Photo credit: Rosalind Shaw, Tufts Wiki

These criticisms seem to me to be misplaced, to a degree.  There is, I think, much to be said for concentrating on the African context (rather than its people – i.e. inherent African attributes) – historically – in order to think about the meanings of justice and its pursuit there.  Healing, an important theme in African history (and a word which Graybill links to restorative approaches), has long informed efforts to deal with social, economic and political change, including concerning conflict and violence, such as in relation to the Atlantic slave trade and, more recently, European colonial rule.  Historians have, in turn, linked the theme of healing to other themes in African history such as demography and the environment.  The book’s argument seems very much in line with these existing emphases and it might draw on them.  Additionally, they might inform the book’s claims regarding causation – because it strikes me that it is not ‘tradition’ (ideals, values, practices, etc.) itself which is the guiding factor behind, in this case a ‘restorative’ inclination, as the book suggests; rather, a ‘restorative’ inclination/‘tradition’ has emerged in the context of a specific set of needs.

These can and do evolve.  Indeed, where the criticisms of Tutu’s words, and by implication also of Graybill’s emphasis, are most helpful is in reminding us that cultural resources are rarely static and/or neatly bound.  Two of the ‘world religions’ – Christianity and Islam – spread so successfully in Africa partly due to the dialogue they struck up with more established indigenous belief systems, with which they became intertwined to some degree, resulting in ‘syncretic’ forms.  Neither Christianity nor Islam can be considered wholly fixed or immutable ideologies or resources impervious to change or interpretation in the way in which the book’s structure, on some level, together with its references to the written religious texts, appears to indicate.  So too, with ‘tradition’.  The beliefs and practices to which the term refers are, in Africa, as elsewhere in the world, persistently evolving and interacting with contemporary events.  The syncretic nature of Christianity and Islam in Africa the book does mention briefly – but I think the author should elaborate.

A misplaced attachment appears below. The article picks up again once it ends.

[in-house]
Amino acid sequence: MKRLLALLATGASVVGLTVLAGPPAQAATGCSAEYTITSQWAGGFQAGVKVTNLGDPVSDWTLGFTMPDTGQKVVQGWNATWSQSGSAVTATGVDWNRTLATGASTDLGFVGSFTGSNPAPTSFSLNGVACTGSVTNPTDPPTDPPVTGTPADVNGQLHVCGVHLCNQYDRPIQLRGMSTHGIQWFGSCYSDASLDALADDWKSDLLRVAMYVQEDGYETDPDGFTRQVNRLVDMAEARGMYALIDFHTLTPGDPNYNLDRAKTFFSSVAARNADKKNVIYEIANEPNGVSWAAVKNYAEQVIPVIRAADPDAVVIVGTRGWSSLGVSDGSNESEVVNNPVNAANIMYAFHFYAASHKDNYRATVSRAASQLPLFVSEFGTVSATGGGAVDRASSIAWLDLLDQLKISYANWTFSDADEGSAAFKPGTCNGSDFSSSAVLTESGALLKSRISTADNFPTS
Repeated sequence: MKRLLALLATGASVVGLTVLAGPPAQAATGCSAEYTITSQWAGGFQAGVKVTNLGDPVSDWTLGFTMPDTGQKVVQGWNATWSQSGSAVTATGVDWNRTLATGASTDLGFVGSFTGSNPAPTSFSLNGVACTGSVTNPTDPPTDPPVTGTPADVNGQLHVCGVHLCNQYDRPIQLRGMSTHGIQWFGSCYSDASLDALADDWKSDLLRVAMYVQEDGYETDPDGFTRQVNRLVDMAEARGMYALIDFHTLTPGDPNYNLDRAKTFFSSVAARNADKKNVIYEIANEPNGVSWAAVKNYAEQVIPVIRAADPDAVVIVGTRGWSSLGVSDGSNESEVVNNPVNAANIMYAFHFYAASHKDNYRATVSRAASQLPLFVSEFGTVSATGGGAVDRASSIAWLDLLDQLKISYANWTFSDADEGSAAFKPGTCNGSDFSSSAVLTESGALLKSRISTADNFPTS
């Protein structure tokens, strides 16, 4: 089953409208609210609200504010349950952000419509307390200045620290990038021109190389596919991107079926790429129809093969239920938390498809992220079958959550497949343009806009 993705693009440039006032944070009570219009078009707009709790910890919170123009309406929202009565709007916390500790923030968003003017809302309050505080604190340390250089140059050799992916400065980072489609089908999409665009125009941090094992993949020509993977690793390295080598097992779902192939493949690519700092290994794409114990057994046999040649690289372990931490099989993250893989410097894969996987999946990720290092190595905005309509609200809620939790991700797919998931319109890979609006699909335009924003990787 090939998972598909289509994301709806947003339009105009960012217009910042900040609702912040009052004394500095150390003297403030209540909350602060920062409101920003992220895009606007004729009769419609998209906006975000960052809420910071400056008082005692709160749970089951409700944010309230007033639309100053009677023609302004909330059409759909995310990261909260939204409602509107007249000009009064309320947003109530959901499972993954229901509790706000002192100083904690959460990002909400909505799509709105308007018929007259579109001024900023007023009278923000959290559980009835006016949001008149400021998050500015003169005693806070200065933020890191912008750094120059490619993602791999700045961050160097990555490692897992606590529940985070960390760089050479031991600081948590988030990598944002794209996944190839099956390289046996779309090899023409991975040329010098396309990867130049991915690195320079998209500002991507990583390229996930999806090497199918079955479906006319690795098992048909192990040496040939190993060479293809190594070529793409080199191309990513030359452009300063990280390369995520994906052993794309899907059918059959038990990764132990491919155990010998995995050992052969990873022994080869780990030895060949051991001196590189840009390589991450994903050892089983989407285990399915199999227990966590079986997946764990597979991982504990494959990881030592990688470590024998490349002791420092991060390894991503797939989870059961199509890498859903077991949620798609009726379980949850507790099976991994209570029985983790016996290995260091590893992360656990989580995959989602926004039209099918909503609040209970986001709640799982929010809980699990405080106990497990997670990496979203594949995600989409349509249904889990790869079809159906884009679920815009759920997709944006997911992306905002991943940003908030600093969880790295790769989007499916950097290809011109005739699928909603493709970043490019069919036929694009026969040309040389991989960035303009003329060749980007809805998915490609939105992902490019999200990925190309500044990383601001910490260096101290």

It has implications for the main argument.  ‘Religion’ and ‘tradition’ seem to be key resources in coping with the cruelties which were meted out during the war, and they have proved their worth through their longevity.  But – as ‘resources’ – they are and will remain pervious; and, as events such as Africa’s adoption of the ‘world religions’ itself bears witness, societies will likely incorporate further resources in response to new circumstances, should they fulfil a need.

Indeed, what is not emphasised in the book’s main argument – but which is also one of its major running themes – concerns the implications of the details the author has unearthed about the practical limitations of the Special Court and the TRC in the country following the war.  Importantly, the populace viewed aspects of both institutions positively.  Critically, however, the implementation of the initiatives associated with the two institutions seems to have been poor – especially so in the case of the Court.  Might the latter have been more effective and well-received, then, under different circumstances?

In Sierra Leone, a perceived need appears to have existed for an institution with a retributive dispensation and which reached beyond the ‘local’ level – to leaders in the country, and beyond.  The presence of supermodel Naomi Campbell and US actress Mia Farrow at the much-publicised trial of Charles Taylor, the former Liberian president, who had supported the rebels and who came before the Special Court in 2012, is just one striking reminder of the scope of the story.

In sum, the book might consider more the dynamic nature of cultural and other resources, including ‘religion’ and ‘tradition’, in the context of evolving needs.

 

Religion, Tradition, and Restorative Justice in Sierra Leone (2017), by Lyn S. Graybill

 


 

The views expressed in this post are those of the author and in no way reflect those of Africa at LSE blog or the London School of Economics and Political Science.